A Tool to Assess Laboratory Energy Performance

November 11, 2003

The inherent complexity and variety of laboratory types makes comparative assessments and benchmarking of their energy performance a unique and challenging task, when compared to most other building types. Recognizing this challenge, the Labs21 program initiated the development of a national database of laboratory energy performance. This project has three main components.

Metrics: Labs21 has developed a standard set of energy performance metrics that can be commonly used in the design, commissioning, and operation of laboratories (see Table 1). The metrics include both energy use (e.g., kilowatthours per square foot per year) as well as system efficiency (e.g., watts per cubic feet per minute). This set of metrics is intentionally not comprehensive, since the goal was to develop a limited set of key metrics that allow for effective assessment of energy efficiency, without unduly burdensome data collection requirements.

Table 1. Standard Set of Laboratory Energy Metrics
SystemMetric
VentilationkWh/sf-yr
Peak W/cfm
Peak cfm/sf (lab)
Avg cfm/peak cfm
CoolingkWh/sf-yr
Peak W/sf
Peak sf/tons
LightingkWh/sf-yr
Peak W/sf
Process/PlugkWh/sf-yr
Peak W/sf
HeatingBTU/sf-yr
Total BuildingkWh/sf-yr (total elec)
BTU/sf-yr (site)
BTU/sf-yr (source)
Utility $/sf-yr
Peak W/sf
Effectiveness (Ideal/Actual)

Database Tool: A web-based database tool has been developed to collect, analyze, and display benchmarking data. The tool allows a user to input laboratory characteristics and energy use data via conventional web forms. Password-protected input ensures that the information remains anonymous to other users of the database. Although measured data are preferred, estimated data may also be provided, and the user can indicate this accordingly. Figure 1a shows a portion of the data input form. (PDF 399 KB; 1 page). Download Acrobat Reader.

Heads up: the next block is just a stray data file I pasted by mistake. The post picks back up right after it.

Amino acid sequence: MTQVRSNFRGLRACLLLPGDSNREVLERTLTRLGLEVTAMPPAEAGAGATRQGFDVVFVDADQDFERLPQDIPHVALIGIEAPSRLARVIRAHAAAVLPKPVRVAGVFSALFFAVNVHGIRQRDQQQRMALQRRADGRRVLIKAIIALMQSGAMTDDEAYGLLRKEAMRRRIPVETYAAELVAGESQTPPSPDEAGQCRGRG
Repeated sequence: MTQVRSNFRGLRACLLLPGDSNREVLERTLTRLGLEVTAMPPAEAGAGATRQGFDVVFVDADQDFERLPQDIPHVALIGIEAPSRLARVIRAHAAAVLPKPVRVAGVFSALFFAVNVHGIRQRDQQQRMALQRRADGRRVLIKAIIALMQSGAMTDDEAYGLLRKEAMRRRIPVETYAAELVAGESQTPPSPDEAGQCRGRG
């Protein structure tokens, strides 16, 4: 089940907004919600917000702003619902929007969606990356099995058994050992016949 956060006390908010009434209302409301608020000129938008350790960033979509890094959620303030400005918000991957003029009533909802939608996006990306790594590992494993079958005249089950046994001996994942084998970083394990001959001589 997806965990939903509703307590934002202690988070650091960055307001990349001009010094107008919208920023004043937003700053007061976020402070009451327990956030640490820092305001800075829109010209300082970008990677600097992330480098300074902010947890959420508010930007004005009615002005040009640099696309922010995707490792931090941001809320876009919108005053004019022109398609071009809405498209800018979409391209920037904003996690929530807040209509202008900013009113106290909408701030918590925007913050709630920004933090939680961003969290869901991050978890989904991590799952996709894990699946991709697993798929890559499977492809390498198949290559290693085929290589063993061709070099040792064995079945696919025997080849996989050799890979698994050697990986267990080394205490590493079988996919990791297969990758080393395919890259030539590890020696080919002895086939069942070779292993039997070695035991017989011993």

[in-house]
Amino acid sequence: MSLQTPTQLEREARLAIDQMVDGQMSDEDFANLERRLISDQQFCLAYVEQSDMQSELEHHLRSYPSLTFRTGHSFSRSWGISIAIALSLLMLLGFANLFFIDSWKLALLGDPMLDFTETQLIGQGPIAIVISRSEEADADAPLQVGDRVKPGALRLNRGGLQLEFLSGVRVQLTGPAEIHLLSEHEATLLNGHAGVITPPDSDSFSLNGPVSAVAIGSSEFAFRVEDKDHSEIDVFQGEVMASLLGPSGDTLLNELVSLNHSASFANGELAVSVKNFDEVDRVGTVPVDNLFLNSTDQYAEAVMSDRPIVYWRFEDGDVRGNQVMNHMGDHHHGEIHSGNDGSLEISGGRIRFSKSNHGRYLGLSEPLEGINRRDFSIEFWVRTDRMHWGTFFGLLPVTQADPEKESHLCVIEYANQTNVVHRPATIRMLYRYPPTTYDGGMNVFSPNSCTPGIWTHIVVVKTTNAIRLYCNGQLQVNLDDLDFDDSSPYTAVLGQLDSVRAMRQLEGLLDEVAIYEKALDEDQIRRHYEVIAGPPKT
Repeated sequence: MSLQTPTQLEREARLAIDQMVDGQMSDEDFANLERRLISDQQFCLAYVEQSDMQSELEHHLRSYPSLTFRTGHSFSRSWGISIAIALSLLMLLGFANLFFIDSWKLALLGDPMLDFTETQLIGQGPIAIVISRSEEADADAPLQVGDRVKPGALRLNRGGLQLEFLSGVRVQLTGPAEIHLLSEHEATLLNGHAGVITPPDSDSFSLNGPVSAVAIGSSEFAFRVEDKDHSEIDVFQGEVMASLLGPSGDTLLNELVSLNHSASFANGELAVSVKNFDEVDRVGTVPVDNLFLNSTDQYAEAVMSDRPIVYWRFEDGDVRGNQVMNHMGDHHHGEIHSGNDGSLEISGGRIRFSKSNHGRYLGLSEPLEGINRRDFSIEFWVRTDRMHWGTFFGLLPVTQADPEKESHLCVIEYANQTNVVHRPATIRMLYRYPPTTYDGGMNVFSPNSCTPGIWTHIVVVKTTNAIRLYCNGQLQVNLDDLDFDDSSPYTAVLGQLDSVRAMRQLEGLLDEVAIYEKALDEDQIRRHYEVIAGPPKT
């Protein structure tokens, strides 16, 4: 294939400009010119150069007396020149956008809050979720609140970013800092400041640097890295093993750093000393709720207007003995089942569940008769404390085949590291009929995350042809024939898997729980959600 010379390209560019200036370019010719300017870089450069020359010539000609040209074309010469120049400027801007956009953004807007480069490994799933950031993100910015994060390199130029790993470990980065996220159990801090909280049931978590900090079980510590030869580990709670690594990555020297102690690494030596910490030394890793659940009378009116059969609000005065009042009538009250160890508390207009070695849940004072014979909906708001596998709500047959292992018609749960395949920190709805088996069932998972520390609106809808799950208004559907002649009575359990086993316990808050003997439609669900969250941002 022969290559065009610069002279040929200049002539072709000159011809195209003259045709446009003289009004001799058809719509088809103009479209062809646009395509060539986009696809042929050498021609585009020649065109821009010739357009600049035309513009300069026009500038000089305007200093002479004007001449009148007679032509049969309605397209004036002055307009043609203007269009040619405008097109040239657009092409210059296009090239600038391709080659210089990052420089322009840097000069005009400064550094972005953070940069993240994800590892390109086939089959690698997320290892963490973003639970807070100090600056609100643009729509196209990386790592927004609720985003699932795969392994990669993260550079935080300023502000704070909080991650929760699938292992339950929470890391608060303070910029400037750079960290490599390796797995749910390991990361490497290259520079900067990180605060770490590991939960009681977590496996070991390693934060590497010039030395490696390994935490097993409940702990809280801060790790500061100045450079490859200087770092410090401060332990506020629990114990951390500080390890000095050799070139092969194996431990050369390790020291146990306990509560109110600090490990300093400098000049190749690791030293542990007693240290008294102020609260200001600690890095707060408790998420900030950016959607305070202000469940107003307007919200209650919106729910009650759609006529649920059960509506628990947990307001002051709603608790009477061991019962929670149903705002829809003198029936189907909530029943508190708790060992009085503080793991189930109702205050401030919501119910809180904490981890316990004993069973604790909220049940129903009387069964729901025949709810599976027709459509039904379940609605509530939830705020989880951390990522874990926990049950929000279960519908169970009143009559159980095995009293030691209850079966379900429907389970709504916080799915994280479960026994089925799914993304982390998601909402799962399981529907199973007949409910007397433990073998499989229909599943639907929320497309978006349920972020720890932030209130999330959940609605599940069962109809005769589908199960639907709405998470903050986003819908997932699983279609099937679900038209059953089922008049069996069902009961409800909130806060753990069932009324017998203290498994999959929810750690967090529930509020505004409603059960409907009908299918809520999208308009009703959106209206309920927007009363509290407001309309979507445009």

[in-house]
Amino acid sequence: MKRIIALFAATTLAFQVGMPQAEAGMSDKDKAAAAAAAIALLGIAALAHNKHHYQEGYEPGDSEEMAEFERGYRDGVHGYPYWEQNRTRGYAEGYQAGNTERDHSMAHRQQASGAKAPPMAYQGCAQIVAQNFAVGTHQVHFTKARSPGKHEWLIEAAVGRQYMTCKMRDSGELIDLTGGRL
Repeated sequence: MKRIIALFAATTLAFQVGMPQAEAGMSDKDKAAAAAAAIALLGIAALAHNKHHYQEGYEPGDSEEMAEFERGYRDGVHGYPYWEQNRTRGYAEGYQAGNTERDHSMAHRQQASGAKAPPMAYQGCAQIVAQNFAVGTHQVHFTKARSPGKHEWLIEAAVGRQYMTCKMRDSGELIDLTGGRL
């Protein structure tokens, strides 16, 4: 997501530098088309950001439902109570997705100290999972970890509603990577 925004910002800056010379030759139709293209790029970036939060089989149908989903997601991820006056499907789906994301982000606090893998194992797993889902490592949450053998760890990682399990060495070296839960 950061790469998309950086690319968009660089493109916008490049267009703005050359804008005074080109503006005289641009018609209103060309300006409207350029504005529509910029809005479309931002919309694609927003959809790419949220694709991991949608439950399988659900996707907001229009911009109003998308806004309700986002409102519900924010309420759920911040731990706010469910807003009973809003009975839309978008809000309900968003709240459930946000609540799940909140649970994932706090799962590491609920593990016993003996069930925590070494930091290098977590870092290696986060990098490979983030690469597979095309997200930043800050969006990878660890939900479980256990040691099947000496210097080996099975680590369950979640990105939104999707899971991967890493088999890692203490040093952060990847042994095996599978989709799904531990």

Data Collection and Analysis: To perform data analysis using the database tool, the user specifies a metric of interest, and can set criteria to filter the data set by lab-area ratio, occupancy hours, and climate. The tool then presents the data analysis in graphical and tabular format, as shown in Figure 1b (PDF 487 KB; 1 page). The database currently has data from about 35 private and public sector laboratory facilities, including Labs21 Pilot Partners. Some of the key findings from the data analysis are:

  • There is a wide variation in total energy use intensity, and a relationship between this intensity and lab-area/gross area ratio, weather, and hours of operation.

  • Based on the magnitude of peak electrical loads and their relationship to plug load assumptions, the data suggest that plug loads are often overestimated in design, resulting in oversized HVAC equipment.

  • There are numerous efficiency opportunities in the ventilation system, as indicated by metrics such as W/cfm (Watts per cubit feet/minute).

Labs21 encourages laboratory operators to use the database to compare their facilities with other facilities using these metrics. Toward this end, Labs21 works with laboratory operators to input data into the database and benchmark their facilities.

The Labs21 Benchmarking Tool can be accessed on the Web at www.dc.lbl.gov/Labs21/Labs21intro.php. For questions and comments, please contact Paul Mathew of the Lawrence Berkeley National Laboratory at 202 646-7952 or PAMathew@lbl.gov.